There’s no doubt Kinect is capable of some very exciting things. And although they may be very interesting in themselves, some of its capabilities may not lend themselves to a full retail game. At least, not yet.

Kudo Tsunoda, the Kinect Creative Director, today announced Kinect Fun Labs, a playground for new ideas using the Kinect hardware. These small “games” or programs basically act as prototypes, and the interesting mechanics they demonstrate could later become springboards for interesting game concepts. Fun Labs will sit on the Xbox Dashboard from today, and allow all Xbox Live users to access and experiment with these features.

Tsunoda gave three examples of the kind of technology available to play with. The first demo showed an easier way to create Xbox Avatars; rather than scroll through countless menus to pick facial features that don’t quite fit you, the camera simply scans your body and face and churns out a fairly accurate digital representation of yourself. Yeah, the 3DS does the same thing, but with so few options it never gets it right.

The second demo showed off an interesting feature, although it’s hard to see how it could be implemented into a game. But hey, that’s for the designers to figure out. The presenters called it “finger tracking”, and one use for it lets you draw across the screen by moving your fingers. Doesn’t sound too interesting yet, but after taking a photo of himself, the presenter drew lines both in front of and behind his photographed image. And in true Matrix fashion, he could rotate the image by leaning left and right, giving it a 3D appearance. It’s sort of hard to explain, but it looks pretty cool. Have a look at the video.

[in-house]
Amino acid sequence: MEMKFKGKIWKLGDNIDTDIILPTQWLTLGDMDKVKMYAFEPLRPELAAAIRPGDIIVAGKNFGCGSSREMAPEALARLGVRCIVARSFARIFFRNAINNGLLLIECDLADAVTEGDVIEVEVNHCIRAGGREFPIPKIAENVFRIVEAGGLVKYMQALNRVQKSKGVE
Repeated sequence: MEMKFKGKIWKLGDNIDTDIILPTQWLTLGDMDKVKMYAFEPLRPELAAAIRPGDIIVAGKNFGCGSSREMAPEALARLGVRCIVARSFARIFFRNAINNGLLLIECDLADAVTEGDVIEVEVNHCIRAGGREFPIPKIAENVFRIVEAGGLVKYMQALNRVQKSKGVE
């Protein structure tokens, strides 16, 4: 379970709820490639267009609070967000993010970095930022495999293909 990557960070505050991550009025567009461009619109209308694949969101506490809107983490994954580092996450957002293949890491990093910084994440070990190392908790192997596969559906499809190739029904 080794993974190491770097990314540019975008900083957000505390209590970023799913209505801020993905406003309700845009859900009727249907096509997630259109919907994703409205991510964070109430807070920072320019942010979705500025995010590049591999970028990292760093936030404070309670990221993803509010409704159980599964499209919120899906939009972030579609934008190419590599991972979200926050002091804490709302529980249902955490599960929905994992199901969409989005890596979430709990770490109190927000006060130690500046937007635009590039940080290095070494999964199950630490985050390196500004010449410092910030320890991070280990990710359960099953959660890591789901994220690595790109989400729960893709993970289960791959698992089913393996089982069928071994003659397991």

The third demo shows some potential for user-generated game content. By holding an object up to the unit, users can create an animated digital likeness of the scanned object. The presenter scanned a monster teddy thing, which appeared on screen in surprising detail, and responded to her movements. The potential for LittleBigPlanet style games becomes almost endless, giving users the power to create unique environments out of anything around them, not limiting them to the same palette of objects in-game as everyone else.

I can’t wait to see what creative indy developers can do with this kind of technology. Have a look at the video below to see it in action (courtesy of IGN).

Gaming since the days of Lemmings and Wolfenstein, and writing since Scamper the mouse in Grade Three.

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